Professor Atholl Anderson
IAS Fellow at Collingwood College, Durham University (October - December 2007)
Professor Atholl Anderson holds the establishment chair of prehistory in the Institute of Advanced Studies at the Australian National University. He has degrees in geography, anthropology and archaeology including PhD and ScD in the latter from the University of Cambridge, where he was a Commonwealth Scholar. He taught for many years at Otago University, New Zealand, where he held a personal chair before moving to the ANU in 1993. He has held visiting fellowships at Clare Hall and Corpus Christi College (Cambridge), and at the University of the Ryukus (Okinawa), and Visiting and Research Fellowships (University of Tokyo) of the Japan Society for the Promotion of Science. He has been an exchange fellow of the Royal Swedish Academy of Arts and Letters, a Fulbright Visiting Scholar to the University of Hawaii, a James Cook Research Fellow of the Royal Society of New Zealand and a Leverhulme Visiting Professor at the University of York.
Anderson's main research area is in the prehistoric colonisation of oceanic islands, primarily in the Indo-Pacific region. In pursuit of this he has directed archaeological projects in many islands, including both Christmas islands (Indian and Pacific oceans), the Batanes (Phillipines), Yaeyamas (Japan), Palau, New Caledonia, Fiji, Tonga, Niue, the Society, Austral and Gambier islands of French Polynesia, the Juan Fernandez group, the Galapagos islands and throughout the greater New Zealand archipelago. His particular interests have been in the structure and chronology of initial human colonisation, in the nature of seafaring, in the human impact on island environments and in the ethnohistory of the southern Maori (he is currently an adjunct professor of history at the University of Canterbury, New Zealand). His books include, Prodigious Birds: moas and moahunting in prehistoric New Zealand (1989), and The Welcome of Strangers: an ethnohistory of southern Maori (1998), and amongst numerous monographs, Beech Forest Hunters (1991), Traditional Lifeways of the Southern Maori (1994), The Prehistoric Archaeology of Norfolk Island (2001), The Archaeology of Niue Island (2002), and in press, The early prehistory of Fiji.
Professor Anderson has served on the editorial boards of Mankind, Archaeology in Oceania, Journal of Anthropological Science, Archaeofauna, International Journal of Osteoarchaeology, Journal of Island and Coastal Archaeology and Cultural Landscapes. He is a fellow of the Royal Society of New Zealand, the Australian Academy of the Humanities and the Society of Antiquaries and has been awarded the Stephenson Percy Smith, Elsdon Best and Federation medals and Companionship of the New Zealand Order of Merit.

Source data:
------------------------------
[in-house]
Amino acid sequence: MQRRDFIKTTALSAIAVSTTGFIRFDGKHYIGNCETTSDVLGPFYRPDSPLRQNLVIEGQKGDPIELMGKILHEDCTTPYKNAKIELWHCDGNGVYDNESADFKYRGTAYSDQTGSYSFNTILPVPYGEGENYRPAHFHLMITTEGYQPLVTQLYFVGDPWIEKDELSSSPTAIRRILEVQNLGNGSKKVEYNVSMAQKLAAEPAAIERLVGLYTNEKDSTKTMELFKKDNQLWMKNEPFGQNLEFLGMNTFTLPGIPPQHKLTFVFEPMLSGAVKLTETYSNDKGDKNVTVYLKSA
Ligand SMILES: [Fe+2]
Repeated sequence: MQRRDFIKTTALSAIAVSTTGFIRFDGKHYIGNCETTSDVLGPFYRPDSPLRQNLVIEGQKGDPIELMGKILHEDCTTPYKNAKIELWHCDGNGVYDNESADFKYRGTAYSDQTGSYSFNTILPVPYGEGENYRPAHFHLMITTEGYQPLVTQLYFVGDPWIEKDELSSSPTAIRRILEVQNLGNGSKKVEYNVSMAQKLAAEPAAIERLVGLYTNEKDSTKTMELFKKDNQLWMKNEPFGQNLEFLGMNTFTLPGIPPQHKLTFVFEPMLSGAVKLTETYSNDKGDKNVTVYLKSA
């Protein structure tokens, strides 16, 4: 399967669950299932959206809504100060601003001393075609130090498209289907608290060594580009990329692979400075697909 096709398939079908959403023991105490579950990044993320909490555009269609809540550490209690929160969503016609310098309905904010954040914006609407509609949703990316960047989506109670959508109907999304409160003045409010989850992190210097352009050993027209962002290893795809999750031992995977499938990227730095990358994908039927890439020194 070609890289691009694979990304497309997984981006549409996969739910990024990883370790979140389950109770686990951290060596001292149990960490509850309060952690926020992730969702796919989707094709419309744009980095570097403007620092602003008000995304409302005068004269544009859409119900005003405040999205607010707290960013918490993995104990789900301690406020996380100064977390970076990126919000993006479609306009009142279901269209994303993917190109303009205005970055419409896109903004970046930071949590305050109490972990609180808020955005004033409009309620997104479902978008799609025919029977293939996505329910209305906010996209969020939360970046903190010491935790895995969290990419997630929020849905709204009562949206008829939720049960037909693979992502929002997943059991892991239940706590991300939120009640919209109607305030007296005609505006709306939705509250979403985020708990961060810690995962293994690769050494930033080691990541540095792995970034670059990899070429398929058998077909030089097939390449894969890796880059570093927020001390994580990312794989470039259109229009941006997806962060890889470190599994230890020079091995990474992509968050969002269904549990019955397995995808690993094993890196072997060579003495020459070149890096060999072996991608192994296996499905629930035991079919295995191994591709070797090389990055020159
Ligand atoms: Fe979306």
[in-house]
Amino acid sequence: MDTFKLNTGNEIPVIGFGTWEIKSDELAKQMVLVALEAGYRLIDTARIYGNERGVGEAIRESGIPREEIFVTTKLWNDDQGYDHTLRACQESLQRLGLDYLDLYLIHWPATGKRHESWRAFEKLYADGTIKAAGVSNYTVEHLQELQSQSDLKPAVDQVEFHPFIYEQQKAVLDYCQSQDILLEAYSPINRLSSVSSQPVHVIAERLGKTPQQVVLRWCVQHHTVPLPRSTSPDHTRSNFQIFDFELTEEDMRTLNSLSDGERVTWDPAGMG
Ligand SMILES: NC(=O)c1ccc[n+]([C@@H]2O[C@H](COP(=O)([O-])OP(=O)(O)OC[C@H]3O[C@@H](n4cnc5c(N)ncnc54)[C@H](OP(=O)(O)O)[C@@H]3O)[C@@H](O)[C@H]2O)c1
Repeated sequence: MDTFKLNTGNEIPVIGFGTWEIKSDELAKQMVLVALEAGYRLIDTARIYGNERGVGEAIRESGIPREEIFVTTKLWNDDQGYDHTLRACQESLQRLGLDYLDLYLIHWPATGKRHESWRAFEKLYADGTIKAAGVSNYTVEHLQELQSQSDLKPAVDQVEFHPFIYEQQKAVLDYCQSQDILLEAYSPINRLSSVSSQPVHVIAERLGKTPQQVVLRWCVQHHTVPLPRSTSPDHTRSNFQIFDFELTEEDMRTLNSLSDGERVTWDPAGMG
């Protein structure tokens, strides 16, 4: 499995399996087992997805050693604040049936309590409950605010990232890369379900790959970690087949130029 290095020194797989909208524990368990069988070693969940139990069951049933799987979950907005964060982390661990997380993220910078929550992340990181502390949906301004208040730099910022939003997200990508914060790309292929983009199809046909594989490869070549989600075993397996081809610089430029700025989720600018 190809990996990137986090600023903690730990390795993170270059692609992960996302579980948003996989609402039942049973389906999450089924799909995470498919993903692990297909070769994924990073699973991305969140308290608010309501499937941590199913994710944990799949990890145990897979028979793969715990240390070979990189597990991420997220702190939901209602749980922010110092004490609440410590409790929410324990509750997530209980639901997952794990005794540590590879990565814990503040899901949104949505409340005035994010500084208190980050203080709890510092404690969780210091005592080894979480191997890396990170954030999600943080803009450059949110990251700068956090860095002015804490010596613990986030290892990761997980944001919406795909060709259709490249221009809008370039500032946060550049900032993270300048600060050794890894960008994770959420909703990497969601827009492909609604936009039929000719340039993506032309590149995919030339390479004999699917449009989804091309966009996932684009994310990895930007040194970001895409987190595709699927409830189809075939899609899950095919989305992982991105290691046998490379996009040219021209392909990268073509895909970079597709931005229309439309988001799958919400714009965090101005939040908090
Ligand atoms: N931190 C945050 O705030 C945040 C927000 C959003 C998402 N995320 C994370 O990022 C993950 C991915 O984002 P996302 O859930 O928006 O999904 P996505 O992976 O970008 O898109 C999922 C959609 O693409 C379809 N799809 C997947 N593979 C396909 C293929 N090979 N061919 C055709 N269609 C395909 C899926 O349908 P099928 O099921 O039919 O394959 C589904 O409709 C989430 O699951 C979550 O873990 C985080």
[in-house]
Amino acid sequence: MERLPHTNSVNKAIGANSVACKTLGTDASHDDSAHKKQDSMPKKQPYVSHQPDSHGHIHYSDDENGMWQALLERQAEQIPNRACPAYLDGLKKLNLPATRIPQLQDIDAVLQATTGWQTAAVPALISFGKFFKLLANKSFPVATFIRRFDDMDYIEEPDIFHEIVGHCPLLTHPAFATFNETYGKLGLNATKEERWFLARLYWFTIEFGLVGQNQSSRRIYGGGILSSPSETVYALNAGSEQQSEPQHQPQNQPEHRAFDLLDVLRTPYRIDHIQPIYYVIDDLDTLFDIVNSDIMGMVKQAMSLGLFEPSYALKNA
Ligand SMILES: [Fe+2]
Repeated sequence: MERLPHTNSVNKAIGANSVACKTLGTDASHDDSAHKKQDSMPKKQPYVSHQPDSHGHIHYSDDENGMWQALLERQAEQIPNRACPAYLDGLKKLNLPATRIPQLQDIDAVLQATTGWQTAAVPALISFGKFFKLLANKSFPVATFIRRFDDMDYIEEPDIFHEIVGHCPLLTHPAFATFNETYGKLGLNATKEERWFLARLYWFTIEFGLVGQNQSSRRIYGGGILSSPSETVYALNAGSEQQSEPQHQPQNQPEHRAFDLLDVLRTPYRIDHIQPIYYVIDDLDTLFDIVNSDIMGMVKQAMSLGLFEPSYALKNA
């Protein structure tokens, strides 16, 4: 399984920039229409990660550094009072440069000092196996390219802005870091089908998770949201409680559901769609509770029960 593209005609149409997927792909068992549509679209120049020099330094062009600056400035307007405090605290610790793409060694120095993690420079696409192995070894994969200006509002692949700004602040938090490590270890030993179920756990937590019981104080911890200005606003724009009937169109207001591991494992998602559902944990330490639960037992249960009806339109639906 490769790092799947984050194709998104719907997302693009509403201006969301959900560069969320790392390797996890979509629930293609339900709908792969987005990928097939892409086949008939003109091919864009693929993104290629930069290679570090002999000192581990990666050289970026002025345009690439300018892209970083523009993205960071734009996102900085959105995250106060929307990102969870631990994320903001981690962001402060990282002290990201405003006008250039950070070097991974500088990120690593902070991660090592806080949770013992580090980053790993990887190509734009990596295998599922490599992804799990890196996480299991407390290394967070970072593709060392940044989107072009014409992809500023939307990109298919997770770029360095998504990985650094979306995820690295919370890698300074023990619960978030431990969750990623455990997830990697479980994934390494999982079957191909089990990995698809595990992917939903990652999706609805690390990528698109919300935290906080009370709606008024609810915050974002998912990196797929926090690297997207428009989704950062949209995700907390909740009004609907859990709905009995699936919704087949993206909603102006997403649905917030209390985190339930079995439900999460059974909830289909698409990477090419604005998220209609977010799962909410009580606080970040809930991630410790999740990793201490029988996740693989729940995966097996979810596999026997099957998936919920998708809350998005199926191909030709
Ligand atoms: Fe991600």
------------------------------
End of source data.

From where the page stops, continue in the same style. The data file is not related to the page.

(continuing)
He is working currently on the development of seafaring during the Holocene and during his time at the IAS he will be looking in particular at the way in which seafaring has been conceived and modelled in relation to the prehistoric colonisation of islands.
IAS Fellow's Public Lecture - The origins and significance of prehistoric sailing
Prehistoric seafaring, worldwide, can be divided into two main phases; before and after the advent of sailing. By opening the way to long-range voyaging, sailing hugely enlarged and re-shaped the global maritime landscape with important consequences for human migration, cultural interaction and mercantile expansion. This lecture discusses where and when, how and with what consequences, sailing developed in global prehistory. Attention is directed first to seafaring without sails and then to the technological changes that characterize sailing and how they might have come about, using as an example, northern Europe. Considered next is the important question of whether sailing arose initially in only one or a few places and was thereafter dispersed, or occurred through a series of independent transitions. The virtual absence of prehistoric sailing in the Americas is pertinent here. Discussion then turns to the contexts in which sailing arose. One question is whether its deployment was affected by long-term patterns of climatic change, discussed here in reference to Indo-Pacific migration. Another is the relationship of sailing to population growth and the economic and social changes associated with Neolithic transformation. Considered last are the origins of a long-range maritime trading system across the Indian Ocean and Southeast Asia, which drew together by the sea, as had trade overland, the Eurasian centres of commerce, and which thus foreshadowed the subsequent development of globalisation.